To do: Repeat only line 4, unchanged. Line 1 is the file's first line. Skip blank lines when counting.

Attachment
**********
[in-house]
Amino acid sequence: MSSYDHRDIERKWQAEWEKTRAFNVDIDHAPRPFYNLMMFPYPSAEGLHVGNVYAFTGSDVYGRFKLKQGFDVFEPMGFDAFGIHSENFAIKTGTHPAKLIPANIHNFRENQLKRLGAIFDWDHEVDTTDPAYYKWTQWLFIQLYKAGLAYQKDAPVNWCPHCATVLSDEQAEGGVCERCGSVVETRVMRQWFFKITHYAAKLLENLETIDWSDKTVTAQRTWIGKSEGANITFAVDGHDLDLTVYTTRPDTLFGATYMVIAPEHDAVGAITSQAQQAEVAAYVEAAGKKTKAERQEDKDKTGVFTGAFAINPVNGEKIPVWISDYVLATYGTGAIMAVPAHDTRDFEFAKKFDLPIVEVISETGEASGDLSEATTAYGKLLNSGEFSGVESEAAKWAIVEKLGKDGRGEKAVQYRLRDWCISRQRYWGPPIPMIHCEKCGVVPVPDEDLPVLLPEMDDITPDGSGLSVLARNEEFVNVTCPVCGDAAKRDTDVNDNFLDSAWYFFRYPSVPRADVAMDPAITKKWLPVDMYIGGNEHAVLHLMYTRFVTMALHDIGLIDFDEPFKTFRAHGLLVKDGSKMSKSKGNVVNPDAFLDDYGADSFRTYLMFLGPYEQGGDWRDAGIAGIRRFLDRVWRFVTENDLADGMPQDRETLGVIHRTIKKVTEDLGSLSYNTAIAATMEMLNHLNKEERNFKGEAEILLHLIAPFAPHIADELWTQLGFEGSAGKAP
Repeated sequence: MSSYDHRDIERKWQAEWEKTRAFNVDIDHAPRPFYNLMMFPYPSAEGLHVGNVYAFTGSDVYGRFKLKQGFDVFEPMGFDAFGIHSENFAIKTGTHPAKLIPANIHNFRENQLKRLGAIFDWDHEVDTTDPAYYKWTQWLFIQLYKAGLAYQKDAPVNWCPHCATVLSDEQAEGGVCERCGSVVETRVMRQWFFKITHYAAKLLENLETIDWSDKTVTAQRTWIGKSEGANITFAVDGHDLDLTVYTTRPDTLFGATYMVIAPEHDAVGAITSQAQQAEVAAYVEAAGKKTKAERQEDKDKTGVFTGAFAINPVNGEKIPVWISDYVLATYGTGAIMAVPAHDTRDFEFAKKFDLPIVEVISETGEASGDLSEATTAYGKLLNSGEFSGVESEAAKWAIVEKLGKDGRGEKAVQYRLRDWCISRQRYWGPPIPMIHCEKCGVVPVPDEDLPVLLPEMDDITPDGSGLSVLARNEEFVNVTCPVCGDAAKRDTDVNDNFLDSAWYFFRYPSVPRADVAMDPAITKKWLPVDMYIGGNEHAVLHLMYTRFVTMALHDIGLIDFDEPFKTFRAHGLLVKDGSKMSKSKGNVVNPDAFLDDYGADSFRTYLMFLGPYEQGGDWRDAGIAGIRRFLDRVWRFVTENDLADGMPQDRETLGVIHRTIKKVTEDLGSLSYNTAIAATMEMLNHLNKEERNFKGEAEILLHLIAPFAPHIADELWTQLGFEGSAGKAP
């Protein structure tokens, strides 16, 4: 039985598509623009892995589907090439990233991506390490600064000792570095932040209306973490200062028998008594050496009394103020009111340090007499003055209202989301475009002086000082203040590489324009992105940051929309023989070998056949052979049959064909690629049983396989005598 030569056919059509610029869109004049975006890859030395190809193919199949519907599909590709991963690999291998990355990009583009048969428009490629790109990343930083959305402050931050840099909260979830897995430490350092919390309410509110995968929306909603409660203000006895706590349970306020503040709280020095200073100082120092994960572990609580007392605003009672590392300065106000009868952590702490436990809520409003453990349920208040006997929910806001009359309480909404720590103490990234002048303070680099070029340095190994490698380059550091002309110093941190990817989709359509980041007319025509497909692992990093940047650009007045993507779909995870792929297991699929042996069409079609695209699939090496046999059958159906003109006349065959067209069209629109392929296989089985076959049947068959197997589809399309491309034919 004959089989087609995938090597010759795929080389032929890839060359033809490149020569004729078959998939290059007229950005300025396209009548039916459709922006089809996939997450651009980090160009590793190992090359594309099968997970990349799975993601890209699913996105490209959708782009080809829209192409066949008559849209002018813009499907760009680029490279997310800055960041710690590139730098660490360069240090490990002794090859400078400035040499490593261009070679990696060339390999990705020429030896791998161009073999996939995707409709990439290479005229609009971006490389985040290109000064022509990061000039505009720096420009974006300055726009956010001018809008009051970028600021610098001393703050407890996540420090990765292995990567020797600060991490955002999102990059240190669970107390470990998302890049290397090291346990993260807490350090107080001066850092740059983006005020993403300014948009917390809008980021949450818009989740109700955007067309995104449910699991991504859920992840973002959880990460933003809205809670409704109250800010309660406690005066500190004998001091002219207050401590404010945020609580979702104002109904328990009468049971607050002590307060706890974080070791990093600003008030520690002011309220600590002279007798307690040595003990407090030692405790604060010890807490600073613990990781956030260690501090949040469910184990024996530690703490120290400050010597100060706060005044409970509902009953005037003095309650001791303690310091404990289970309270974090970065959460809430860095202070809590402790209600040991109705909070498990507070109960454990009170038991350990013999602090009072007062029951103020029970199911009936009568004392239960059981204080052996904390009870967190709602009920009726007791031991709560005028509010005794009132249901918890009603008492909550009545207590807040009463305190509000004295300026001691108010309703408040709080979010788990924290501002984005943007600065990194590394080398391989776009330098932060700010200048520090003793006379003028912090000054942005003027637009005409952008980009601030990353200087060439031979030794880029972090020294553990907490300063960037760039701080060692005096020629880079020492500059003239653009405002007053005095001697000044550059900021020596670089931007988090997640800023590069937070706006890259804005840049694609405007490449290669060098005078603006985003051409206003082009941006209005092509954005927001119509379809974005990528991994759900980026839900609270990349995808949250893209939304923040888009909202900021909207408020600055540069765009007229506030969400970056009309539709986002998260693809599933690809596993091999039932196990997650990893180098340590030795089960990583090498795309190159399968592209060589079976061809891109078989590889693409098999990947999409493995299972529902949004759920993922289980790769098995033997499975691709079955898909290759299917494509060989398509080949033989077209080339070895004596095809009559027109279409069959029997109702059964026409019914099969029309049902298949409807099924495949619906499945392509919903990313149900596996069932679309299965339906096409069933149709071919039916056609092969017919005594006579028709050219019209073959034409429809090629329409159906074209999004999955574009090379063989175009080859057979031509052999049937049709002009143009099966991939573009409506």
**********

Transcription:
């Protein structure tokens, strides 16, 4: 039985598509623009892995589907090439990233991506390490600064000792570095932040209306973490200062028998008594050496009394103020009111340090007499003055209202989301475009002086000082203040590489324009992105940051929309023989070998056949052979049959064909690629049983396989005598 030569056919059509610029869109004049975006890859030395190809193919199949519907599909590709991963690999291998990355990009583009048969428009490629790109990343930083959305402050931050840099909260979830897995430490350092919390309410509110995968929306909603409660203000006895706590349970306020503040709280020095200073100082120092994960572990609580007392605003009672590392300065106000009868952590702490436990809520409003453990349920208040006997929910806001009359309480909404720590103490990234002048303070680099070029340095190994490698380059550091002309110093941190990817989709359509980041007319025509497909692992990093940047650009007045993507779909995870792929297991699929042996069409079609695209699939090496046999059958159906003109006349065959067209069209629109392929296989089985076959049947068959197997589809399309491309034919 004959089989087609995938090597010759795929080389032929890839060359033809490149020569004729078959998939290059007229950005300025396209009548039916459709922006089809996939997450651009980090160009590793190992090359594309099968997970990349799975993601890209699913996105490209959708782009080809829209192409066949008559849209002018813009499907760009680029490279997310800055960041710690590139730098660490360069240090490990002794090859400078400035040499490593261009070679990696060339390999990705020429030896791998161009073999996939995707409709990439290479005229609009971006490389985040290109000064022509990061000039505009720096420009974006300055726009956010001018809008009051970028600021610098001393703050407890996540420090990765292995990567020797600060991490955002999102990059240190669970107390470990998302890049290397090291346990993260807490350090107080001066850092740059983006005020993403300014948009917390809008980021949450818009989740109700955007067309995104449910699991991504859920992840973002959880990460933003809205809670409704109250800010309660406690005066500190004998001091002219207050401590404010945020609580979702104002109904328990009468049971607050002590307060706890974080070791990093600003008030520690002011309220600590002279007798307690040595003990407090030692405790604060010890807490600073613990990781956030260690501090949040469910184990024996530690703490120290400050010597100060706060005044409970509902009953005037003095309650001791303690310091404990289970309270974090970065959460809430860095202070809590402790209600040991109705909070498990507070109960454990009170038991350990013999602090009072007062029951103020029970199911009936009568004392239960059981204080052996904390009870967190709602009920009726007791031991709560005028509010005794009132249901918890009603008492909550009545207590807040009463305190509000004295300026001691108010309703408040709080979010788990924290501002984005943007600065990194590394080398391989776009330098932060700010200048520090003793006379003028912090000054942005003027637009005409952008980009601030990353200087060439031979030794880029972090020294553990907490300063960037760039701080060692005096020629880079020492500059003239653009405002007053005095001697000044550059900021020596670089931007988090997640800023590069937070706006890259804005840049694609405007490449290669060098005078603006985003051409206003082009941006209005092509954005927001119509379809974005990528991994759900980026839900609270990349995808949250893209939304923040888009909202900021909207408020600055540069765009007229506030969400970056009309539709986002998260693809599933690809596993091999039932196990997650990893180098340590030795089960990583090498795309190159399968592209060589079976061809891109078989590889693409098999990947999409493995299972529902949004759920993922289980790769098995033997499975691709079955898909290759299917494509060989398509080949033989077209080339070895004596095809009559027109279409069959029997109702059964026409019914099969029309049902298949409807099924495949619906499945392509919903990313149900596996069932679309299965339906096409069933149709071919039916056609092969017919005594006579028709050219019209073959034409429809090629329409159906074209999004999955574009090379063989175009080859057979031509052999049937049709002009143009099966991939573009409506």